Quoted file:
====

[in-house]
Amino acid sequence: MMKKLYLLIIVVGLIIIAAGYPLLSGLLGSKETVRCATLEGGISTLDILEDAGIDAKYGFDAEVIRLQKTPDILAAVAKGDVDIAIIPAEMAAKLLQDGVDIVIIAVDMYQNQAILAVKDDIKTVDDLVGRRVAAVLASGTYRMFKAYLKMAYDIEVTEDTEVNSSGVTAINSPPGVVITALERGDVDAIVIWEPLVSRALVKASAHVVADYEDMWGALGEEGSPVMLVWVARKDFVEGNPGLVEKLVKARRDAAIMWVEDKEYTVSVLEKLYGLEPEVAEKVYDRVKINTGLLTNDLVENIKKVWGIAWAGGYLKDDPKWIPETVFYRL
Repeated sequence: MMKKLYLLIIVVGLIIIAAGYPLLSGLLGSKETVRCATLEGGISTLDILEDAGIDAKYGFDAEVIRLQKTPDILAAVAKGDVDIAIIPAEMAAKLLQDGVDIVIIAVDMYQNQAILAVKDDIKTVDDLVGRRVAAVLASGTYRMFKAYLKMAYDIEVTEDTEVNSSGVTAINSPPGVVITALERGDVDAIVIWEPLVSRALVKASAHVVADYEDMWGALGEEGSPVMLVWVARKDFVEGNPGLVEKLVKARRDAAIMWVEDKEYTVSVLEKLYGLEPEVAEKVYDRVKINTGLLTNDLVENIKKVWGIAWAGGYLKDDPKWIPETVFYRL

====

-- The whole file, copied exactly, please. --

[in-house]
Amino acid sequence: MMKKLYLLIIVVGLIIIAAGYPLLSGLLGSKETVRCATLEGGISTLDILEDAGIDAKYGFDAEVIRLQKTPDILAAVAKGDVDIAIIPAEMAAKLLQDGVDIVIIAVDMYQNQAILAVKDDIKTVDDLVGRRVAAVLASGTYRMFKAYLKMAYDIEVTEDTEVNSSGVTAINSPPGVVITALERGDVDAIVIWEPLVSRALVKASAHVVADYEDMWGALGEEGSPVMLVWVARKDFVEGNPGLVEKLVKARRDAAIMWVEDKEYTVSVLEKLYGLEPEVAEKVYDRVKINTGLLTNDLVENIKKVWGIAWAGGYLKDDPKWIPETVFYRL
Repeated sequence: MMKKLYLLIIVVGLIIIAAGYPLLSGLLGSKETVRCATLEGGISTLDILEDAGIDAKYGFDAEVIRLQKTPDILAAVAKGDVDIAIIPAEMAAKLLQDGVDIVIIAVDMYQNQAILAVKDDIKTVDDLVGRRVAAVLASGTYRMFKAYLKMAYDIEVTEDTEVNSSGVTAINSPPGVVITALERGDVDAIVIWEPLVSRALVKASAHVVADYEDMWGALGEEGSPVMLVWVARKDFVEGNPGLVEKLVKARRDAAIMWVEDKEYTVSVLEKLYGLEPEVAEKVYDRVKINTGLLTNDLVENIKKVWGIAWAGGYLKDDPKWIPETVFYRL